When a person views the tree or landscape, the objective is to bring emotion to surface.  If the scene can pull a viewer into a dream state, then I know I have poured a bit of my soul into it.  Growing up, you hear about the dreamers and the doers.  I was always day-dreaming, so I guess I’m a dreamer.  That's what I find most pleasurable about bonsai is to be able to lose yourself in a scene and dream away. 

            I'm looking forward to this new year that will be full of new and exciting developments based upon last year's work.  We are moving into rock sculpturing and 360° landscape designs.  I've done a few practice smaller versions, but this is the first decent sized 360° landscape that I’m doing on my own.  Taking what I’ve learned from my recent visit to Fuku-Bonsai, I will attempt to create a scene where I draw inspiration from Vincent Van Gogh’s “Starry Night”. 

           As David mentioned I work nights, so on my break, I like to wonder around my back yard in the dark looking at my bonsai I have lit up with the solar light that used to be used to light up the walk way, now I hang them from my racks so at night I can see them spotlighted.  Backlit by the island’s city lights and the stars above, this is my scene for “STARS ARE BRIGHT!"

 

 

All my left over pieces from previous sculptures.  random glued pieces that will be used in a build.  It takes patience even with the rock build.  In order for good strength, the liquid nails must be allowed to dry a bit and then make sure the bond is strong and re-apply if need to.   Dry out a few more days until it pretty much rock hard or the rock pieces don't move when you try and twist apart.  Then a layer of quick crete will be applied.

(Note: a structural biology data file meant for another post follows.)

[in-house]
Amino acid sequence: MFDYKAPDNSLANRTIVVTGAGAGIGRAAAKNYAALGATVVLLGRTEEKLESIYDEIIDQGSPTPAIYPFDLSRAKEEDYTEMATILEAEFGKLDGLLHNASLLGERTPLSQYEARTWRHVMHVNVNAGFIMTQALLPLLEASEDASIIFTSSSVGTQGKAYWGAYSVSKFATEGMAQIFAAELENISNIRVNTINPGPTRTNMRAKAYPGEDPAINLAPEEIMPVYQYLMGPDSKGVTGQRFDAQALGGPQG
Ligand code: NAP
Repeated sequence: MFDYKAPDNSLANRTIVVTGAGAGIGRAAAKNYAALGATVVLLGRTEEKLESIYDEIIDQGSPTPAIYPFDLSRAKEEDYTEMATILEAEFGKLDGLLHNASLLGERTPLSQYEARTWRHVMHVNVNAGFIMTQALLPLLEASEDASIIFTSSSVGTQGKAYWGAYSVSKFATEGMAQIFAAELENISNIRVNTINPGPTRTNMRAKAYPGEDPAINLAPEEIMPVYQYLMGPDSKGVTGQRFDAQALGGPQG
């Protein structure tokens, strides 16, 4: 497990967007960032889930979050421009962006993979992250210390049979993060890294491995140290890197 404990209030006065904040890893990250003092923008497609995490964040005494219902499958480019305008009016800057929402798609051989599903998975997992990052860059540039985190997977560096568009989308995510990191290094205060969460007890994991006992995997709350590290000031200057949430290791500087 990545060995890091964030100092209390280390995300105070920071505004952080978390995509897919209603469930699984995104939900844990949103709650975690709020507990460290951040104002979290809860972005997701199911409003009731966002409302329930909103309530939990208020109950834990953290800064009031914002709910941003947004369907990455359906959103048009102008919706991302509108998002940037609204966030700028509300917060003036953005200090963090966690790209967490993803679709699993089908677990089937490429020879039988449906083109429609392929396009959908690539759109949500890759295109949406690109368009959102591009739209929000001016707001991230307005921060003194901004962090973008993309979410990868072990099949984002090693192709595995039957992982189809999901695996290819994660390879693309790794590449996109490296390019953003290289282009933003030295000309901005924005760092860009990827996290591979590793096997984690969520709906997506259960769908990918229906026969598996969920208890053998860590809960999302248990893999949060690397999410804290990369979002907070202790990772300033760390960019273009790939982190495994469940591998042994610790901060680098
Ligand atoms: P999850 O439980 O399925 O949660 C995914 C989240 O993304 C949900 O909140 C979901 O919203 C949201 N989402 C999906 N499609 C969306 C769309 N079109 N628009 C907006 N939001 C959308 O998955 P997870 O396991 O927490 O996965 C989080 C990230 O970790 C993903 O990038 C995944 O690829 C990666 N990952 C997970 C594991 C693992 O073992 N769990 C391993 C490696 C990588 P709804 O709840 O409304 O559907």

Making use of all my sculptures, and trying to bring the best out of each one.  I chose to re-do even most of my finished sculpted rocks that were ready for plantings, but lacked the size to  give that ultimate wow factor.  This one was worked down to the point where every thing broke off, so a build was necessary.

 

 

 

 

 

The base is most important in the build as we all know.  So taking the time to make it strong is well worth the wait.  This is about 1 week later and its still not completely dry and hardened.  However, it is strong enough to continue building upon a few pieces.  Once hardened then a layer of Quickcrete will be applied to enhance the strength. 

 

 

 

          While, I am waiting on the liquid nails to dry on one piece.  I decide to start on another.  This was a medium sized rock that I completed, but always felt that it wasn’t complete.  I think I felt that way because to go even further would require taking much away, and I feel that since it was a good sized rock, I didn’t want to remove so much of it thinking that it was a waste.  Then one day it occurred to me that instead of a waste, I could use the extra pieces to build upon it.  So, the plan was to thin it out and make it useful in the landscape.  Everything needs to be reduced. 

This one is ready for Quickcrete since its strong enough and won’t be used to plant any trees on it.  However, that may change.  This was a small rock sculpted to be its own landscape, but was deemed to small for such plantings.  I took a few pieces that were already glued together and added them to the landscape and now it looks like a small mountain that draws its creativity from the “Starry Night” painting.  The goal is to get that feeling from the other pieces that will be used.

 

 

 

            This is the same rock in # 6.  I am still not finished.  I may remove one of the bottom pieces that sticks out, but may also leave it depending on the position of the landscape.  Note: I broke off the top part as you can see I’ve already taken steps to glue it back on.  The pieces I took off and will use to build upon it are shown here as well.  The base is now about 4.5”, but I may reduce it to around 3”, in picture # 6, the base was 6”